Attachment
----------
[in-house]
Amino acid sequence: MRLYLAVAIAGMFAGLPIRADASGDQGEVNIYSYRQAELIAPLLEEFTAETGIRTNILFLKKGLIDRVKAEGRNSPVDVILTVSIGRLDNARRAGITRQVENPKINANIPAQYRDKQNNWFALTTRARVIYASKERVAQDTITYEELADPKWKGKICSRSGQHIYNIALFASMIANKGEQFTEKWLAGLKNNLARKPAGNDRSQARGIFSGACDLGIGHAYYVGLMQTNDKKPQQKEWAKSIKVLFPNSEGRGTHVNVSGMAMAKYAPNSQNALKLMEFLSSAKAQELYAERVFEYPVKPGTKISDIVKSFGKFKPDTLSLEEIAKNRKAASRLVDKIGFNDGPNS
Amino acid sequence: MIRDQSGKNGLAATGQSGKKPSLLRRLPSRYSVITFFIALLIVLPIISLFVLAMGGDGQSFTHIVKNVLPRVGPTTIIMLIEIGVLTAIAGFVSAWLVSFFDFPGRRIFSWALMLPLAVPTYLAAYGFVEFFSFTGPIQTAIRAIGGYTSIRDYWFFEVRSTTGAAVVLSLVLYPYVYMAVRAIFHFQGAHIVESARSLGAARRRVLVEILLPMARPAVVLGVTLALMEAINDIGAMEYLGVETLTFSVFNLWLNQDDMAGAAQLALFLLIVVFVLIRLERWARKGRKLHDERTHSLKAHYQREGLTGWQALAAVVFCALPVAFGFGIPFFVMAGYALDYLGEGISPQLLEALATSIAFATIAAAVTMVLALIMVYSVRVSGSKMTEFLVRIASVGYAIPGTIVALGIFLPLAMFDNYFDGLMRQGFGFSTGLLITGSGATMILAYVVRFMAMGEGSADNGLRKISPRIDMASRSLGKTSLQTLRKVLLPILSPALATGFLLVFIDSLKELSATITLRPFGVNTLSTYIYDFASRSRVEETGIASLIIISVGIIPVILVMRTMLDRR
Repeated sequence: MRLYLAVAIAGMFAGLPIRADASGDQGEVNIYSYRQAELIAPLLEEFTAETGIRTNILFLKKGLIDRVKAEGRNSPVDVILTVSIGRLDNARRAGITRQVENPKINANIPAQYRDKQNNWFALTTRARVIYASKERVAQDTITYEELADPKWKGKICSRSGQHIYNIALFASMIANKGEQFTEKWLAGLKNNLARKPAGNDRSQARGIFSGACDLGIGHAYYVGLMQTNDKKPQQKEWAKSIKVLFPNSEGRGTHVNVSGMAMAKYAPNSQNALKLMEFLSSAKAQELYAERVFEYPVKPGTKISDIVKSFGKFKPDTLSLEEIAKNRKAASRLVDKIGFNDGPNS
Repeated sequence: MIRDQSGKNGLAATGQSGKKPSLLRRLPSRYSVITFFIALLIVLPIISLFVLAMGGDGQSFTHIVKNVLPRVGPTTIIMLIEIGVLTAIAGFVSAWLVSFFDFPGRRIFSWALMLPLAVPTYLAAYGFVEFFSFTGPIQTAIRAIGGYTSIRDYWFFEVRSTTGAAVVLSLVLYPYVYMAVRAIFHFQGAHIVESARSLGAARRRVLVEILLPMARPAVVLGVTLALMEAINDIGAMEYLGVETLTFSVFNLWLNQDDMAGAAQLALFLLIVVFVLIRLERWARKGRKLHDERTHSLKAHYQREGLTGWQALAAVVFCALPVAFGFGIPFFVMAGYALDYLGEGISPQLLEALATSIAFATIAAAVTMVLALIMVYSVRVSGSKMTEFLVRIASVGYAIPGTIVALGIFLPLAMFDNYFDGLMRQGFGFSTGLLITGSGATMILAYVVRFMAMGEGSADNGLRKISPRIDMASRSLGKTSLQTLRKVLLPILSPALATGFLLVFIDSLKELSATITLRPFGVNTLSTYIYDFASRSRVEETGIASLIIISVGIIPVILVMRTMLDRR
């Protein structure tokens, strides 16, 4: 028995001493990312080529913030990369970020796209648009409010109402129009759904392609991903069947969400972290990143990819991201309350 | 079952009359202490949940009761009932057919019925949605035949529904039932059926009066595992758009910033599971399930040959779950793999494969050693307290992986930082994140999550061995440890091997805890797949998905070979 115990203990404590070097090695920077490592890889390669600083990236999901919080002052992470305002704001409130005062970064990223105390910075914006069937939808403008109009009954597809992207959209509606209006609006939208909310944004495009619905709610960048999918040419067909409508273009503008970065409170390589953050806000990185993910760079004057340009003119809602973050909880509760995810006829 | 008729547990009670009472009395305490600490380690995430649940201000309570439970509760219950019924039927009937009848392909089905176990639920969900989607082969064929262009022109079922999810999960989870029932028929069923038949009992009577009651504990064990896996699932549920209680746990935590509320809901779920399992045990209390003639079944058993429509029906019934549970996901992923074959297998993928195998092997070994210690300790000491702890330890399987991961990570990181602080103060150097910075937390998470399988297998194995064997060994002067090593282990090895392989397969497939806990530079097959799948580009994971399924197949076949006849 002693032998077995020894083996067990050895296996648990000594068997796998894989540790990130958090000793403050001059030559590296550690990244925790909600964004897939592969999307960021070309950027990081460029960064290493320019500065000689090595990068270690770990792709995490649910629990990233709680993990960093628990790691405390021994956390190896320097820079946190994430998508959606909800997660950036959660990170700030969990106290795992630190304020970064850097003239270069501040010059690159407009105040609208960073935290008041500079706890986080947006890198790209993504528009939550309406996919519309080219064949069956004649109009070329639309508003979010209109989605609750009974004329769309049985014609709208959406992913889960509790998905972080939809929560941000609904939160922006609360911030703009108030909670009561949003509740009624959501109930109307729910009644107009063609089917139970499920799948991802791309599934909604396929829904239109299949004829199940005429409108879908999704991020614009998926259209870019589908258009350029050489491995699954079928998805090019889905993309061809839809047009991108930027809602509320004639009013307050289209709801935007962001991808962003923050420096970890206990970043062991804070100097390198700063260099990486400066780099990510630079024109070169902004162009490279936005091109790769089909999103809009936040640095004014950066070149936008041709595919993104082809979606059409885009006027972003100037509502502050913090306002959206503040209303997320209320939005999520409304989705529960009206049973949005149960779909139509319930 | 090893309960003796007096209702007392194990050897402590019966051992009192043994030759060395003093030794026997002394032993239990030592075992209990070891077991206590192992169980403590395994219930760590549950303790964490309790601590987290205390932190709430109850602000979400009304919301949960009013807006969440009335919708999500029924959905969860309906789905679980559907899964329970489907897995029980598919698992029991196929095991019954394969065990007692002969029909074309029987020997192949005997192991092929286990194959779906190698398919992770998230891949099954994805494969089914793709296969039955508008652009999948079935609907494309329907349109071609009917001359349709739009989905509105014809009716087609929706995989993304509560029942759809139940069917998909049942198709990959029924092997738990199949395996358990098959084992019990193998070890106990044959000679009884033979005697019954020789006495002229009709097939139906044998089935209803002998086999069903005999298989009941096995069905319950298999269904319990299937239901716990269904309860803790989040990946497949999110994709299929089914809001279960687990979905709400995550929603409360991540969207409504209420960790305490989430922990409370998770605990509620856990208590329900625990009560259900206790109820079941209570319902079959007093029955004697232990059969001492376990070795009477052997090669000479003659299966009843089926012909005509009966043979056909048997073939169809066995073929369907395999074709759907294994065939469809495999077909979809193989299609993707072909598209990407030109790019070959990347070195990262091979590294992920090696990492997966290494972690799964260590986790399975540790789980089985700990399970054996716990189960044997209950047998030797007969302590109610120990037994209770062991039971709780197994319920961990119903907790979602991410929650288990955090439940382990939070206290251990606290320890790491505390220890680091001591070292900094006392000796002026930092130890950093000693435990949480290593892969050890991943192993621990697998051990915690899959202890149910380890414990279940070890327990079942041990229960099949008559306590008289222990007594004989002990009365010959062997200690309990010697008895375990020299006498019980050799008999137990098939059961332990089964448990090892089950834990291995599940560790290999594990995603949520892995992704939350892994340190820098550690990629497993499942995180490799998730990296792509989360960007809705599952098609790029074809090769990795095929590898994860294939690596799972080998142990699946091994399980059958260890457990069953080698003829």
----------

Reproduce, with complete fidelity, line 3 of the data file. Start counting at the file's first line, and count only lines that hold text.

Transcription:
Amino acid sequence: MIRDQSGKNGLAATGQSGKKPSLLRRLPSRYSVITFFIALLIVLPIISLFVLAMGGDGQSFTHIVKNVLPRVGPTTIIMLIEIGVLTAIAGFVSAWLVSFFDFPGRRIFSWALMLPLAVPTYLAAYGFVEFFSFTGPIQTAIRAIGGYTSIRDYWFFEVRSTTGAAVVLSLVLYPYVYMAVRAIFHFQGAHIVESARSLGAARRRVLVEILLPMARPAVVLGVTLALMEAINDIGAMEYLGVETLTFSVFNLWLNQDDMAGAAQLALFLLIVVFVLIRLERWARKGRKLHDERTHSLKAHYQREGLTGWQALAAVVFCALPVAFGFGIPFFVMAGYALDYLGEGISPQLLEALATSIAFATIAAAVTMVLALIMVYSVRVSGSKMTEFLVRIASVGYAIPGTIVALGIFLPLAMFDNYFDGLMRQGFGFSTGLLITGSGATMILAYVVRFMAMGEGSADNGLRKISPRIDMASRSLGKTSLQTLRKVLLPILSPALATGFLLVFIDSLKELSATITLRPFGVNTLSTYIYDFASRSRVEETGIASLIIISVGIIPVILVMRTMLDRR